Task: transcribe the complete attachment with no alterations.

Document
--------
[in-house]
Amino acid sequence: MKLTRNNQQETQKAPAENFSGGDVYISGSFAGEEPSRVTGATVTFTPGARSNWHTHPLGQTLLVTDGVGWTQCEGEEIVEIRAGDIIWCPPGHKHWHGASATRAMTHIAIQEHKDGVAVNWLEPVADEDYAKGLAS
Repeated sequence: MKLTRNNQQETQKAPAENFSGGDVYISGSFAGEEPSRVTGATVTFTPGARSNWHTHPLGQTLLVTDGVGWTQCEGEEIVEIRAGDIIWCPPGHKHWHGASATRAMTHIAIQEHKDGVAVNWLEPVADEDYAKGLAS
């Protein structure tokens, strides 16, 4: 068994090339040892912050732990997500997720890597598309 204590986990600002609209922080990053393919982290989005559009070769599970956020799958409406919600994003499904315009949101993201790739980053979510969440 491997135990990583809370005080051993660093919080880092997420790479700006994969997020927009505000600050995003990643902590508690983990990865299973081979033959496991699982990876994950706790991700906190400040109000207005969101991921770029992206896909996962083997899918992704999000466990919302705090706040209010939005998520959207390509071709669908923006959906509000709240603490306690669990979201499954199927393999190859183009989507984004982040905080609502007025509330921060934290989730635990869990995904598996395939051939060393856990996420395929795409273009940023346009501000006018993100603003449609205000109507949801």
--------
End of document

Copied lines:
[in-house]
Amino acid sequence: MKLTRNNQQETQKAPAENFSGGDVYISGSFAGEEPSRVTGATVTFTPGARSNWHTHPLGQTLLVTDGVGWTQCEGEEIVEIRAGDIIWCPPGHKHWHGASATRAMTHIAIQEHKDGVAVNWLEPVADEDYAKGLAS
Repeated sequence: MKLTRNNQQETQKAPAENFSGGDVYISGSFAGEEPSRVTGATVTFTPGARSNWHTHPLGQTLLVTDGVGWTQCEGEEIVEIRAGDIIWCPPGHKHWHGASATRAMTHIAIQEHKDGVAVNWLEPVADEDYAKGLAS
């Protein structure tokens, strides 16, 4: 068994090339040892912050732990997500997720890597598309 204590986990600002609209922080990053393919982290989005559009070769599970956020799958409406919600994003499904315009949101993201790739980053979510969440 491997135990990583809370005080051993660093919080880092997420790479700006994969997020927009505000600050995003990643902590508690983990990865299973081979033959496991699982990876994950706790991700906190400040109000207005969101991921770029992206896909996962083997899918992704999000466990919302705090706040209010939005998520959207390509071709669908923006959906509000709240603490306690669990979201499954199927393999190859183009989507984004982040905080609502007025509330921060934290989730635990869990995904598996395939051939060393856990996420395929795409273009940023346009501000006018993100603003449609205000109507949801």